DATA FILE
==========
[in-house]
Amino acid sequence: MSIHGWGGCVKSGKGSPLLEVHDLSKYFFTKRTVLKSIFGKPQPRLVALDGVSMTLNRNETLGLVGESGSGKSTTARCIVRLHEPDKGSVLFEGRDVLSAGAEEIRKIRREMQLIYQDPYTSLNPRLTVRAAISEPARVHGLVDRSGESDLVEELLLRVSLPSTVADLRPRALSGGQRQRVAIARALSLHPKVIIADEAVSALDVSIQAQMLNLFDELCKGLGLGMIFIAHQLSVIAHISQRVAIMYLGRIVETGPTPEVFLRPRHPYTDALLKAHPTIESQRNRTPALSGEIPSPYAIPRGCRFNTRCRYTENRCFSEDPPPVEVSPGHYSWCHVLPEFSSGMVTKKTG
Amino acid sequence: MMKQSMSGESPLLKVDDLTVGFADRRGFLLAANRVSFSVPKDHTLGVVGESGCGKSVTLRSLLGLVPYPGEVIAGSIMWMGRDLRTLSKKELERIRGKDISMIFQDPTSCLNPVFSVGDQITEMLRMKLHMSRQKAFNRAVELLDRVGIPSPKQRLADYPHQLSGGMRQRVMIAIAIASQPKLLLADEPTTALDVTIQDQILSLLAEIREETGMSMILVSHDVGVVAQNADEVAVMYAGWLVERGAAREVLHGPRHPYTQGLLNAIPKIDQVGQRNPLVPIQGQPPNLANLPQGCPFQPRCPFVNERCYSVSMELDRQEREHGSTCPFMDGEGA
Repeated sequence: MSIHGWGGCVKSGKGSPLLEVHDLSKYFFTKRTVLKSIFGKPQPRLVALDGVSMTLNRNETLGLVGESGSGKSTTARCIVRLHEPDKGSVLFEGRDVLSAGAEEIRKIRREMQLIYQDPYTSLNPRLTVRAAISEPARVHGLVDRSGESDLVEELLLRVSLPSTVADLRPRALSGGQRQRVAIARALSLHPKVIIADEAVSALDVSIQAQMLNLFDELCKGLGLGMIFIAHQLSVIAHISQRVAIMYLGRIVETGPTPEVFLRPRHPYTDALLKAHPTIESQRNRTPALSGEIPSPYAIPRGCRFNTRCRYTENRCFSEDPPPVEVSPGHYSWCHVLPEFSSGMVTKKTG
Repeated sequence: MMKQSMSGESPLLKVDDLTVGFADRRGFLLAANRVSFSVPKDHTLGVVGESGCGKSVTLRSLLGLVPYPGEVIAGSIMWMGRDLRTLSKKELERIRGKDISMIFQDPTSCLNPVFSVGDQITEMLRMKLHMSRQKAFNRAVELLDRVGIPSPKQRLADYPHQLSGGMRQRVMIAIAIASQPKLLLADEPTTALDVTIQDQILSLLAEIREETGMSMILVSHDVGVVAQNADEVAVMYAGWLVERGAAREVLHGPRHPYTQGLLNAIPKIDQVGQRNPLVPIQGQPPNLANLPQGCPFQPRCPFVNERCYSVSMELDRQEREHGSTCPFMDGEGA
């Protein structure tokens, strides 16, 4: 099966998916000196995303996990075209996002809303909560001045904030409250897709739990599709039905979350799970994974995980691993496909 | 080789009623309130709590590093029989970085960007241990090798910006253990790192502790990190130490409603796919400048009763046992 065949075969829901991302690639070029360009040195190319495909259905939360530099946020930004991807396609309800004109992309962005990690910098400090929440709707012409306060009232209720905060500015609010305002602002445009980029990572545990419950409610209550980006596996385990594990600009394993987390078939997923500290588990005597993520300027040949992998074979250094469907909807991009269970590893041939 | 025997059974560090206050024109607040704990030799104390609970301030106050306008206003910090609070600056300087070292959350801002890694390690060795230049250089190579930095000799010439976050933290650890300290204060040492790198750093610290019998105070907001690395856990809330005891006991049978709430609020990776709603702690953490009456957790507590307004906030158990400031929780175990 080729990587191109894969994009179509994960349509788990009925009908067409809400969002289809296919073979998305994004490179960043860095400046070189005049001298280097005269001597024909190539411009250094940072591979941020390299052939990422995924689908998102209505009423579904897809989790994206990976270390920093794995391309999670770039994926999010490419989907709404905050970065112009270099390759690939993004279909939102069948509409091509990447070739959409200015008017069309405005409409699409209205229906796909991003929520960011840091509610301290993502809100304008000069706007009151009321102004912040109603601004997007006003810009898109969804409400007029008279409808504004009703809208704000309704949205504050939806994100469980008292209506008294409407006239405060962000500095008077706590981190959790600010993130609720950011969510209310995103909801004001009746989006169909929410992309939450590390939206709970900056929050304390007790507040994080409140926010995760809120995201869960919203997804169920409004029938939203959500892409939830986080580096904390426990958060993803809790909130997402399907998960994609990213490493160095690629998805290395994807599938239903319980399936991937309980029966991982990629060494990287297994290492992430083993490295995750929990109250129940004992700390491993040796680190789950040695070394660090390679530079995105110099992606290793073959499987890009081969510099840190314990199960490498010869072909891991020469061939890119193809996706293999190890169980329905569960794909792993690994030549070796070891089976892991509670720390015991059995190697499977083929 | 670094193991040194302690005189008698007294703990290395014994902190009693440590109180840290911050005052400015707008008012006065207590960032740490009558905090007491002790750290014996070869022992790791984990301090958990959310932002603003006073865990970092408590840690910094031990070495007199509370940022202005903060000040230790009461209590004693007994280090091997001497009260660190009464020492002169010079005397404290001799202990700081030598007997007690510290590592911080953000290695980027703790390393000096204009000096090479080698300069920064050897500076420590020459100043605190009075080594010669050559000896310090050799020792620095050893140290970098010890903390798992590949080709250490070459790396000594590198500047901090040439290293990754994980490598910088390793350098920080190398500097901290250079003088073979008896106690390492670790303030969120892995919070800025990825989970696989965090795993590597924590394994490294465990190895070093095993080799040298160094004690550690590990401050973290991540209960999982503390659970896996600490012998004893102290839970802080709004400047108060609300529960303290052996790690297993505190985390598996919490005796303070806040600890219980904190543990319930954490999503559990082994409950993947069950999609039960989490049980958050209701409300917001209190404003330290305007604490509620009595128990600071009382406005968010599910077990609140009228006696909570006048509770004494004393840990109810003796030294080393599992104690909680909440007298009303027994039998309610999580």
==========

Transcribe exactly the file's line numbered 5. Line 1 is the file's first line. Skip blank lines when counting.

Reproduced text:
Repeated sequence: MMKQSMSGESPLLKVDDLTVGFADRRGFLLAANRVSFSVPKDHTLGVVGESGCGKSVTLRSLLGLVPYPGEVIAGSIMWMGRDLRTLSKKELERIRGKDISMIFQDPTSCLNPVFSVGDQITEMLRMKLHMSRQKAFNRAVELLDRVGIPSPKQRLADYPHQLSGGMRQRVMIAIAIASQPKLLLADEPTTALDVTIQDQILSLLAEIREETGMSMILVSHDVGVVAQNADEVAVMYAGWLVERGAAREVLHGPRHPYTQGLLNAIPKIDQVGQRNPLVPIQGQPPNLANLPQGCPFQPRCPFVNERCYSVSMELDRQEREHGSTCPFMDGEGA